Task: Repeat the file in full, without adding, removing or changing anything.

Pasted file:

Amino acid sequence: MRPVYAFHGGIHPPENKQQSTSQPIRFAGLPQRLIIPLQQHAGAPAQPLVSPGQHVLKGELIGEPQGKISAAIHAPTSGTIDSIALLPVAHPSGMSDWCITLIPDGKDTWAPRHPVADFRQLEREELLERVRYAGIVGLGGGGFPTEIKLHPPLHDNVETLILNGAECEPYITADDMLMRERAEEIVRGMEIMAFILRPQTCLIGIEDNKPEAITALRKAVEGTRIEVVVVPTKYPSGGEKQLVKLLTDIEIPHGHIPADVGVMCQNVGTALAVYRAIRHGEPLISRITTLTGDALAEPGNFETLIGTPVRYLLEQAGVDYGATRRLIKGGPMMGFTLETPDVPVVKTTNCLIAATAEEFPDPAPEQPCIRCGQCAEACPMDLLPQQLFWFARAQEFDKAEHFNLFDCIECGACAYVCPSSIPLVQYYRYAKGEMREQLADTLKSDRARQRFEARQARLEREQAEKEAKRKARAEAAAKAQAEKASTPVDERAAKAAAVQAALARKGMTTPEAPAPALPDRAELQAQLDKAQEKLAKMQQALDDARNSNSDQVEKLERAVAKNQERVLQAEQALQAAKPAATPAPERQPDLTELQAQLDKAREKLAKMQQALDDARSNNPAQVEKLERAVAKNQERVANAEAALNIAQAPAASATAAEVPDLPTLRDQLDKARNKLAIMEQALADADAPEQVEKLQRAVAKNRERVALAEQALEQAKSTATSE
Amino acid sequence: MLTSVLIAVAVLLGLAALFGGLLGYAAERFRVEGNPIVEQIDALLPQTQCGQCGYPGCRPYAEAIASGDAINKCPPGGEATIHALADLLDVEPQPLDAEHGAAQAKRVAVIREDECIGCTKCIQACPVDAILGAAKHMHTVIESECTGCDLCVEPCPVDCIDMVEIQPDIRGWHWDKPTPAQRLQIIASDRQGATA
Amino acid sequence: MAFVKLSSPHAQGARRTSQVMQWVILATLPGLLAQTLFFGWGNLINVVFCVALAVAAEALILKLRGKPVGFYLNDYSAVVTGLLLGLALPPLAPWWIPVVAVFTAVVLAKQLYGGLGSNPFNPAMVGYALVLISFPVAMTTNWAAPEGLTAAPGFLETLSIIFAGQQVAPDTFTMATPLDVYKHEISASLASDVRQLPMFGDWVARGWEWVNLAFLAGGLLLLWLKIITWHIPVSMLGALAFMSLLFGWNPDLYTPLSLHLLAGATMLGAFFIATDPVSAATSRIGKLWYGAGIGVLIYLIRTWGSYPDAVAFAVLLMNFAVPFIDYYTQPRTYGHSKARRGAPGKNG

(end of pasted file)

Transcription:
Amino acid sequence: MRPVYAFHGGIHPPENKQQSTSQPIRFAGLPQRLIIPLQQHAGAPAQPLVSPGQHVLKGELIGEPQGKISAAIHAPTSGTIDSIALLPVAHPSGMSDWCITLIPDGKDTWAPRHPVADFRQLEREELLERVRYAGIVGLGGGGFPTEIKLHPPLHDNVETLILNGAECEPYITADDMLMRERAEEIVRGMEIMAFILRPQTCLIGIEDNKPEAITALRKAVEGTRIEVVVVPTKYPSGGEKQLVKLLTDIEIPHGHIPADVGVMCQNVGTALAVYRAIRHGEPLISRITTLTGDALAEPGNFETLIGTPVRYLLEQAGVDYGATRRLIKGGPMMGFTLETPDVPVVKTTNCLIAATAEEFPDPAPEQPCIRCGQCAEACPMDLLPQQLFWFARAQEFDKAEHFNLFDCIECGACAYVCPSSIPLVQYYRYAKGEMREQLADTLKSDRARQRFEARQARLEREQAEKEAKRKARAEAAAKAQAEKASTPVDERAAKAAAVQAALARKGMTTPEAPAPALPDRAELQAQLDKAQEKLAKMQQALDDARNSNSDQVEKLERAVAKNQERVLQAEQALQAAKPAATPAPERQPDLTELQAQLDKAREKLAKMQQALDDARSNNPAQVEKLERAVAKNQERVANAEAALNIAQAPAASATAAEVPDLPTLRDQLDKARNKLAIMEQALADADAPEQVEKLQRAVAKNRERVALAEQALEQAKSTATSE
Amino acid sequence: MLTSVLIAVAVLLGLAALFGGLLGYAAERFRVEGNPIVEQIDALLPQTQCGQCGYPGCRPYAEAIASGDAINKCPPGGEATIHALADLLDVEPQPLDAEHGAAQAKRVAVIREDECIGCTKCIQACPVDAILGAAKHMHTVIESECTGCDLCVEPCPVDCIDMVEIQPDIRGWHWDKPTPAQRLQIIASDRQGATA
Amino acid sequence: MAFVKLSSPHAQGARRTSQVMQWVILATLPGLLAQTLFFGWGNLINVVFCVALAVAAEALILKLRGKPVGFYLNDYSAVVTGLLLGLALPPLAPWWIPVVAVFTAVVLAKQLYGGLGSNPFNPAMVGYALVLISFPVAMTTNWAAPEGLTAAPGFLETLSIIFAGQQVAPDTFTMATPLDVYKHEISASLASDVRQLPMFGDWVARGWEWVNLAFLAGGLLLLWLKIITWHIPVSMLGALAFMSLLFGWNPDLYTPLSLHLLAGATMLGAFFIATDPVSAATSRIGKLWYGAGIGVLIYLIRTWGSYPDAVAFAVLLMNFAVPFIDYYTQPRTYGHSKARRGAPGKNG